Nine grants in a new round for industry collaborations will fund research in art and design, arts and social sciences, engineering and science.
The Australian Research Council (ARC) has awarded nine UNSW researchers grants totalling more than $3.5 million in the latest round of Linkage Projects. The University has received more grants than any other university in this round.
UNSW Pro Vice-Chancellor (Research) Professor Ana Deletic congratulated the University’s researchers on their success.
“With nine ARC Linkage Project grants in this round, UNSW has received the highest number in the country. We are proud of our academics’ ability to benefit society and industry by delivering cutting-edge solutions to real-world problems,” Professor Deletic said
Dr Veronica Tello at UNSW Art & Design has received $338,927. Regional art museums need to diversify to maintain relevance to their communities as they become increasingly culturally and linguistically diverse (CALD) as a result of humanitarian resettlement programs. Working with the Murray Art Museum Albury in Albury-Wodonga, this project creates a new museological method to generate structural change, training future CALD cultural leaders and prototyping an inclusive museum.
Dr Erin Brannigan at UNSW Arts & Social Sciences has received $393,181. This project aims to interrogate the relationship between dance and visual art practices and institutions since the turn of the 21st century, developing solutions for emerging and associated challenges for artists and art workers. Bringing academics, curators, conservators and artists from diverse institutions together, ‘Precarious Movements’ stages a dialogue between dance artists and art institutions to support exemplary creative arts practices and the production of end-user processes and protocols. Dr Rochelle Haley at UNSW Art & Design is also a Chief Investigator (CI) on the project.
Associate Professor Yansong Shen at UNSW Engineering has received $539,723. Raceway dynamics in ironmaking blast furnaces affect operational stability and cost considerably, yet their dynamic behaviour has not been well monitored online. The project aims to develop a data-driven model for monitoring the internal state of gas-solid-powder reacting flow in the raceway and predicting raceway anomalies online. The project outcomes, including codes, models and raceway control strategies, can help promote Australian metallurgical coal's global markets and ultimately the Australian economy.
Professor Chuan Zhao at UNSW Science has received $424,566. Low-cost and robust fuel cell technology is a cornerstone for the success of the hydrogen economy. The project aims to address the cost and durability of hydrogen fuel cells by advancing low-cost electrocatalysts for oxygen reduction reactions.
Scientia Professor Alexander Hamilton at UNSW Science has received $420,696. This joint proposal combines Interuniversity Microelectronics Centre’s (IMEC) technology and facilities for silicon chip fabrication with UNSW’s expertise in quantum devices to optimise the design and fabrication techniques used to manufacture silicon-based hole spin qubits on an industrial scale in a full 300mm wafer fabrication line. The outcomes will open up new routes to spin-based quantum computing based on holes.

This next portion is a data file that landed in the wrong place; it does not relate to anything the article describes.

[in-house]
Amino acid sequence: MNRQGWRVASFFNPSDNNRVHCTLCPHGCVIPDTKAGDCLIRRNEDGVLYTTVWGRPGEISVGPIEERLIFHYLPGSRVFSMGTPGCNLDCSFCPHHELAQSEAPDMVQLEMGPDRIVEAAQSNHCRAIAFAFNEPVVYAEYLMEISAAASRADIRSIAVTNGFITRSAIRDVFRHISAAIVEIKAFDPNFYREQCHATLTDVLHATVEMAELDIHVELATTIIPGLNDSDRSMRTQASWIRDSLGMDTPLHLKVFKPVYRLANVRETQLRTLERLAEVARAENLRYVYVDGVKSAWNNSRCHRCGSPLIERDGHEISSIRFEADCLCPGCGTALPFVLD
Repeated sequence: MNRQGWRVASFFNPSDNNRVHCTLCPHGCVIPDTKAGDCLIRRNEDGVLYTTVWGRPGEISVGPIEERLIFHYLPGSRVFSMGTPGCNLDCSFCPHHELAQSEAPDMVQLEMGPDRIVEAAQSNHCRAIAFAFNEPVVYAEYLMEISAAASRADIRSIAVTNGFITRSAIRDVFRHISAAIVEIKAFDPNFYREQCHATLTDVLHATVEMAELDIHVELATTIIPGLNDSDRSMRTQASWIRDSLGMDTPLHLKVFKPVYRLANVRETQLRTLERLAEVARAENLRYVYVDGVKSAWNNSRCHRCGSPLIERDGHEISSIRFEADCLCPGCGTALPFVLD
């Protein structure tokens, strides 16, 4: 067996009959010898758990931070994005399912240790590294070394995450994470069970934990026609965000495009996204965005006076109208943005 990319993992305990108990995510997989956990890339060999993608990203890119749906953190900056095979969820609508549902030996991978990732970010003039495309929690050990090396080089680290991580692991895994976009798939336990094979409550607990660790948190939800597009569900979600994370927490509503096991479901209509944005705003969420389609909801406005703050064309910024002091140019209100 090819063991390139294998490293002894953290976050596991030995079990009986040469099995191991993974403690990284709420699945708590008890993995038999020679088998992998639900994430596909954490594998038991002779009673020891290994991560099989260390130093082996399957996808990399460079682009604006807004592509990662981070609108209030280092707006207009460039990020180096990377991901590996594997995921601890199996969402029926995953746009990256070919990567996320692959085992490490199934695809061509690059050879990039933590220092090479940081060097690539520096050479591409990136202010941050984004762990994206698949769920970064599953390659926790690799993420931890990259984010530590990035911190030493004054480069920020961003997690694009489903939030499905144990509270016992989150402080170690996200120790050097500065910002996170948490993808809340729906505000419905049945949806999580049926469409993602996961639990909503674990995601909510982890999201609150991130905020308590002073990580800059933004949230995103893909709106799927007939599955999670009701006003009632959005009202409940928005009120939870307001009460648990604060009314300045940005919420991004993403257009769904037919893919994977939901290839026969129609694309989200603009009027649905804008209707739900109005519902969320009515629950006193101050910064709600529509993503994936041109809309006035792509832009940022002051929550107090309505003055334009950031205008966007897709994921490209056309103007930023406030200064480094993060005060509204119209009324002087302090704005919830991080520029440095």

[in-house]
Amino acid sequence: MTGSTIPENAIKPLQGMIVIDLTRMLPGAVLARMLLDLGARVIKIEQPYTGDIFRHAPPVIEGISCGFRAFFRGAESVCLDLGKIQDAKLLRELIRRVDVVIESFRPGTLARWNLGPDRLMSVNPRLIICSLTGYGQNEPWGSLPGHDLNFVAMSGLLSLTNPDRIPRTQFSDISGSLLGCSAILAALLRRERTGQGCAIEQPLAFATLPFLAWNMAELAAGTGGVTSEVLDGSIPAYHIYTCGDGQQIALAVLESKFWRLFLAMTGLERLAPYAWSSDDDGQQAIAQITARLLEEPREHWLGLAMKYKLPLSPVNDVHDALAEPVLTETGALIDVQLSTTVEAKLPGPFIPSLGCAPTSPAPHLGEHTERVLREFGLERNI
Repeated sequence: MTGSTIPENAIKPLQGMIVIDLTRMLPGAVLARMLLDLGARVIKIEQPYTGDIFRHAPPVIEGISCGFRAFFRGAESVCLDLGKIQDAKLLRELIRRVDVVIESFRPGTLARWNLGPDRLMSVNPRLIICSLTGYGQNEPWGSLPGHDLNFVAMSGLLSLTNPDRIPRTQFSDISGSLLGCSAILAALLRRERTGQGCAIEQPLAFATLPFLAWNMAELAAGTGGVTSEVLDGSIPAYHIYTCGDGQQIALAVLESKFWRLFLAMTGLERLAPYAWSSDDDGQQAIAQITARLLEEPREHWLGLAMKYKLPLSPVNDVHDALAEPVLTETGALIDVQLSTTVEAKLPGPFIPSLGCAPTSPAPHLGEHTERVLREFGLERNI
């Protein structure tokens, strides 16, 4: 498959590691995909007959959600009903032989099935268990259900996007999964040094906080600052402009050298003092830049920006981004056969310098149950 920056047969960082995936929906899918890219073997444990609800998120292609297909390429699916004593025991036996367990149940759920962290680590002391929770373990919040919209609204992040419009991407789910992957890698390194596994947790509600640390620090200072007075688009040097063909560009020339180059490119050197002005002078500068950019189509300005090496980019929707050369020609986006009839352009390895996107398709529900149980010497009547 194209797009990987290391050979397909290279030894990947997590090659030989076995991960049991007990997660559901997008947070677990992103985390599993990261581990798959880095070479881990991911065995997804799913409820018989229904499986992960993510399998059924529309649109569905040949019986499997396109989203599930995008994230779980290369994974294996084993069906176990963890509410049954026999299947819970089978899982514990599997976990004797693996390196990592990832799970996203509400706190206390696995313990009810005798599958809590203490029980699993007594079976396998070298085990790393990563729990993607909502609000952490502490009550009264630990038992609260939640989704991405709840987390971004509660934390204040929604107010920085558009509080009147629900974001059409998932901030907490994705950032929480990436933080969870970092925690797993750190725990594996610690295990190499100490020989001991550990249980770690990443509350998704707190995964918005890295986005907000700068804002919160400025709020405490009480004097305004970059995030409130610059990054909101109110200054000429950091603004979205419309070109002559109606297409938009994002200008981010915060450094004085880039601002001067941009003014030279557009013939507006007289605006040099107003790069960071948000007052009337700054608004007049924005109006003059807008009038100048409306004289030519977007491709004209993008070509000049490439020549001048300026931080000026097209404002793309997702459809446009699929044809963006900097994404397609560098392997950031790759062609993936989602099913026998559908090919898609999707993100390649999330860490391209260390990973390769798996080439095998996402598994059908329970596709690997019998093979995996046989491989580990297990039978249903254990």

Acting Dean Professor Stephen Foster at UNSW Engineering has received $384,117. This project will lead a paradigm shift in concrete mix design methodology, which currently focuses on meeting the mechanical performance objectives of concrete, to a holistic approach that maximises its durability alongside its mechanical performance. The proposed optimisation model will allow simultaneous consideration of several design objectives, including minimising the overall risk of cracking, minimising the permeability and maximising the rate of strength development.
Professor Robert Malaney at UNSW Engineering has received $371,806. This work will investigate a new space-borne platform capable of quantum communications with a terrestrial ground station. The research will be a significant advance in an emerging technology space and will enable Australia to take scientific leadership in an important aspect of ultra-secure communications from satellites.
Professor Steven Sherwood at UNSW Science has received $362,500. Wind gusts can do significant structural damage, and their rarity and small scale make prediction and risk assessment difficult. This proposal seeks to better understand and predict wind gusts and their impacts to aid in planning. It targets important scientific and practical issues such as the joint occurrence of gusts and high rainfall, role of gusts in contributing to dust and other airborne pollutants, impacts of gusts on subsequent storm activity, and gusts in a warming climate.
Professor Joe Dong at UNSW Engineering has received $300,000. This project aims to enhance large-scale renewable penetrations to a national power grid by advancing control, optimisation and ancillary services of Virtual Power Plants (VPPs), considering different disruptive events including the recent South Australian blackout.
The ARC Linkage Project scheme brings together higher education and industry to conduct research into pressing issues affecting Australians.
Read more about round 1 of ARC Linkage Projects 2020.